The above reflections on the nature of future happiness, as it is revealed to us in the scriptures of truth, confirm and illustrate, in a satisfactory manner, the distinctions which we had formerly made, relative to the gradations of merit observable in moral agency; the absolute, conditional, and comparative.

Absolute merit belongs not to the sinful children of God. Even the future, however exemplary, cannot recal the past. Life and immortality are the rewards of moral perfection only; and the title of Right is lost by a single act of disobedience. Among those who are clothed with humanity, the claim belongs to the immaculate Son of God alone. He knew no sin, and with him the Father was always well pleased. In him the merit is absolute.

Conditional merit consists in our complying with the terms of salvation próposed. Although a compliance be simply an act of prudence, and can lay no claim to any other kind of merit ; although the reward is so infinitely superior to the nature and effects of the acts itself, yet the man who conforms to the injunction, is entitled, by virtue of the promise, to the reward proposed. The terms are, "Believe in the Lord Jesus Christ;" receive a dispensation which proclaims pardon to the penitent, and assures those who return to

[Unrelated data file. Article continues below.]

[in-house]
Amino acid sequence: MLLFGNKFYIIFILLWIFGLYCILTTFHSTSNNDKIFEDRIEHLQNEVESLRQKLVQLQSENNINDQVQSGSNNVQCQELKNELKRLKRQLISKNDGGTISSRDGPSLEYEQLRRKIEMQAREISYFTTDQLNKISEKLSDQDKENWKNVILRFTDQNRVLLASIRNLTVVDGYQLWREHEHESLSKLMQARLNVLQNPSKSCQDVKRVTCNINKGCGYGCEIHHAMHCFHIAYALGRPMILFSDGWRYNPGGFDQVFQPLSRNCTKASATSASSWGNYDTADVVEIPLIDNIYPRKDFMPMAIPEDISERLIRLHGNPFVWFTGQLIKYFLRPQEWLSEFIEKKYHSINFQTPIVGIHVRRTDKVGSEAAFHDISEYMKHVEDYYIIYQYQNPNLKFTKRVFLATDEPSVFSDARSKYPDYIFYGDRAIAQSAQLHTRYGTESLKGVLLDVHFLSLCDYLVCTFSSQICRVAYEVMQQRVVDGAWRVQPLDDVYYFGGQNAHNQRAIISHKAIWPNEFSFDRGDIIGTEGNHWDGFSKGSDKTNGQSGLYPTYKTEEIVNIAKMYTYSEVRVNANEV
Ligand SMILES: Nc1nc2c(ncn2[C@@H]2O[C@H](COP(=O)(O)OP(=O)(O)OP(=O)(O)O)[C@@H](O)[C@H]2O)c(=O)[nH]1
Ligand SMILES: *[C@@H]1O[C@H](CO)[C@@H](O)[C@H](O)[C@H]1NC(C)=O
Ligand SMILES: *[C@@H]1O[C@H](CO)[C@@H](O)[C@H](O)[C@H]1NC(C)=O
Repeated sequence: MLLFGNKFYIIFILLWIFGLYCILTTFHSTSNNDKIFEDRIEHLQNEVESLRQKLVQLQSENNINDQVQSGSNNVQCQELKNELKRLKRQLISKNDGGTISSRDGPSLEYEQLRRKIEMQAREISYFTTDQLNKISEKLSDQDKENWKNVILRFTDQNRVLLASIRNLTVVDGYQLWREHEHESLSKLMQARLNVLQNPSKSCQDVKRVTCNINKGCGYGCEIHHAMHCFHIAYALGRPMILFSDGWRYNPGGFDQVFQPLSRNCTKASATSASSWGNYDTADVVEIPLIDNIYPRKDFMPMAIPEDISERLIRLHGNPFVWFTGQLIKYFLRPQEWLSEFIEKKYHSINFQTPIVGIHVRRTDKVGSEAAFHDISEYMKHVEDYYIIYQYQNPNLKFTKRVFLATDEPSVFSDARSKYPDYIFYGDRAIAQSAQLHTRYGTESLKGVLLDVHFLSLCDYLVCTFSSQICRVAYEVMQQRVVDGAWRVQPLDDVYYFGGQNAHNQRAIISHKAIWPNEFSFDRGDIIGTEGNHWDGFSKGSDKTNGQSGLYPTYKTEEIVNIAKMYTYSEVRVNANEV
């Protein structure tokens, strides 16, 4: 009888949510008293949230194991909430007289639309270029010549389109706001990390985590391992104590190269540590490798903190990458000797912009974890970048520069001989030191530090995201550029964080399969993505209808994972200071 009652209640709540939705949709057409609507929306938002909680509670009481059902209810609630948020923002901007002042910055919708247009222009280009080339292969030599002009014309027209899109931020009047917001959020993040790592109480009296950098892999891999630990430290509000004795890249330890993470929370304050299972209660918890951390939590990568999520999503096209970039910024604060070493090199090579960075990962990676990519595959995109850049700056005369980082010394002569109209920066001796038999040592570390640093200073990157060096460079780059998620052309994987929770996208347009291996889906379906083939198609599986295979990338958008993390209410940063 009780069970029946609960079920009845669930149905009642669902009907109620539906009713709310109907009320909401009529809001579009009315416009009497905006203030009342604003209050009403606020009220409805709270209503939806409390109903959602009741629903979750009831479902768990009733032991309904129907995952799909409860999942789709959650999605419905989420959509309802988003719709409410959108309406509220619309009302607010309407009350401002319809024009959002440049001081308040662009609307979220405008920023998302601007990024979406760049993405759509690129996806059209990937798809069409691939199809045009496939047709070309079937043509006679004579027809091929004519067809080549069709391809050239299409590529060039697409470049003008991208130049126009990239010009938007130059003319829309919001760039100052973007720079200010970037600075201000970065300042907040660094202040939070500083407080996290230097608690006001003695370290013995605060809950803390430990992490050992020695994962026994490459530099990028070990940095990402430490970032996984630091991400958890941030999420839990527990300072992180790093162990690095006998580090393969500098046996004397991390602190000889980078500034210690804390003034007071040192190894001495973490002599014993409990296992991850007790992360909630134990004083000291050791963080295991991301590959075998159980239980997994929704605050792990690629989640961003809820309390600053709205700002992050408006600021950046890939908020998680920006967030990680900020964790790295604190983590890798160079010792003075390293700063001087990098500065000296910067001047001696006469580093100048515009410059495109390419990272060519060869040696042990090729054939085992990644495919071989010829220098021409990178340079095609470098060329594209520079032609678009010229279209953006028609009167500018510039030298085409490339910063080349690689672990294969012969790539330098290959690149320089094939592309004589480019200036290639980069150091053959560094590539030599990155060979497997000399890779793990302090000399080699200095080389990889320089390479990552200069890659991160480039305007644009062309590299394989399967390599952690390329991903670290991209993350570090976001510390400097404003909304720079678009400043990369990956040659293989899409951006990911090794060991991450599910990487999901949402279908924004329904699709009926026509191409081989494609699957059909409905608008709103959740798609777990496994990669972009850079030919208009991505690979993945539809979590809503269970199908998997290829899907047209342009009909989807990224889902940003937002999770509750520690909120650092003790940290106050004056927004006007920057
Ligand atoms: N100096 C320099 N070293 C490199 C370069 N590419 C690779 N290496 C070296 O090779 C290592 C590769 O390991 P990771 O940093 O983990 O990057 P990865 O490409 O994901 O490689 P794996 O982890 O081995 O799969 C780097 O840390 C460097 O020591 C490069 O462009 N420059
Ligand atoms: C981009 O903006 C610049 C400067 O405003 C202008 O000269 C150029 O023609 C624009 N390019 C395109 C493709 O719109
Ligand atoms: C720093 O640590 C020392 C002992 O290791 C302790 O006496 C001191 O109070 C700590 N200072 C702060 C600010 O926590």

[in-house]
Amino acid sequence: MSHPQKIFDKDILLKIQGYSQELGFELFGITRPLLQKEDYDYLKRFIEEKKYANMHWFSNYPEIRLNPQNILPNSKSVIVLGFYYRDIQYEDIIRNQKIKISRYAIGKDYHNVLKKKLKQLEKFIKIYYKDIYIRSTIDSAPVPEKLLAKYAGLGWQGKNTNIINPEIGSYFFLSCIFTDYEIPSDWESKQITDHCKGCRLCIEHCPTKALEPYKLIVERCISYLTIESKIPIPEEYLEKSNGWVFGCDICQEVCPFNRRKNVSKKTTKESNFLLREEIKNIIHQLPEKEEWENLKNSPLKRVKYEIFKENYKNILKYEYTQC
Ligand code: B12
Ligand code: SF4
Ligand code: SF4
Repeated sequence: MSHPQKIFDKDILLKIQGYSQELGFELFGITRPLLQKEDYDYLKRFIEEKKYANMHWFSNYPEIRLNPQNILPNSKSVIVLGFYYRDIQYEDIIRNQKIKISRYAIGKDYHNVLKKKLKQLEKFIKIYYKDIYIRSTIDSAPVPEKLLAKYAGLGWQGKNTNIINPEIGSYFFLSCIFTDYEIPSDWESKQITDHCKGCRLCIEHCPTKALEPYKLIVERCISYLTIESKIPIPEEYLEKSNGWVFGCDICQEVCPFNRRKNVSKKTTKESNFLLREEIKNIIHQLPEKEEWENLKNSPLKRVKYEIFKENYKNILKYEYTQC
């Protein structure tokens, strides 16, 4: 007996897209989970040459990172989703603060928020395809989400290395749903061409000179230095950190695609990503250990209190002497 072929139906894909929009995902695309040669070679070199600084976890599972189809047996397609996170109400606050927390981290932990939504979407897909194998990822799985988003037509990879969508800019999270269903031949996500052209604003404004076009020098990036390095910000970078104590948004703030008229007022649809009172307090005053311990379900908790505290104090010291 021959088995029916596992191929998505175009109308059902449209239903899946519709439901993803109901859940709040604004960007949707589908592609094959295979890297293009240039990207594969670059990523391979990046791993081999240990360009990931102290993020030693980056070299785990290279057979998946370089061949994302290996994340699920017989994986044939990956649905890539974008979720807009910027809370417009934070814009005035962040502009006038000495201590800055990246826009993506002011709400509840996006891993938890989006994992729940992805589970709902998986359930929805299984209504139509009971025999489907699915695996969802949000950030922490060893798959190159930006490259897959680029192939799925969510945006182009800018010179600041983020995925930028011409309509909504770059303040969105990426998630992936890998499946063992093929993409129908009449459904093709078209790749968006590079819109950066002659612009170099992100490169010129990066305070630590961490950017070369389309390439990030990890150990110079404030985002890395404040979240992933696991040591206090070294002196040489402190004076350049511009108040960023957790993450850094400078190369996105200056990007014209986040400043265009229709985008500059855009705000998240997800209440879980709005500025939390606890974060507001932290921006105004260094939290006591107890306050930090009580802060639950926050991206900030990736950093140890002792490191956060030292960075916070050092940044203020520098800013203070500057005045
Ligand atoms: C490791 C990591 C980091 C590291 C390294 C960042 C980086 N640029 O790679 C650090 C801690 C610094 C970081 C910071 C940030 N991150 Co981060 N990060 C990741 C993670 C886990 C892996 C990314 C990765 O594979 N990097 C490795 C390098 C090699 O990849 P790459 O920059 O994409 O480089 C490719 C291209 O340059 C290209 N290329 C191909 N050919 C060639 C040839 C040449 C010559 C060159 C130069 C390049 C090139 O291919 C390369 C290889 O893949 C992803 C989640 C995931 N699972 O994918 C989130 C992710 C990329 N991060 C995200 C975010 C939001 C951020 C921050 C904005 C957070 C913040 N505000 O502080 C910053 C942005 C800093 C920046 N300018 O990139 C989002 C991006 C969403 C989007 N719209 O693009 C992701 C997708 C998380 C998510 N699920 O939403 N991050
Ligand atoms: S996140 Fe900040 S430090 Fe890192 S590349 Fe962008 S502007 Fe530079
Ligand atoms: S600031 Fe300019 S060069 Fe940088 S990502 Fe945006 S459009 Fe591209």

filial obedience, that they shall be entitled to all the privileges of children, by being adopted into the family of heaven. Compliance with such terms is simply an act of discretion; to reject them is the extreme of folly, and it indicates the absolute dominion of vice.

On comparative merit is founded the wise determination, to reward every man according to his comparative deserts. By it we perceive the justice of the decree, that "whoever sows sparingly, shall reap sparingly; and he that sows plentifully, shall reap plentifully."

The importance of these distinctions is manifest, from the gross abuses committed, by mistakes concerning the nature of merit, and demerit. Some have been so extravagant as to conceive that particular actions, which have generally been of their own devising, are of a nature so meritorious, that they will be received as substitutes for the moral virtues; that they contain intrinsic merit, sufficient to compensate for every defect or imperfection; without reflecting that a continuance in vice must become a disqualification for a state of purity and perfection; and without considering, that there is more absolute demerit in a single vice, in one act of disobedience to such a Parent, than there can be of merit in the most splendid virtues.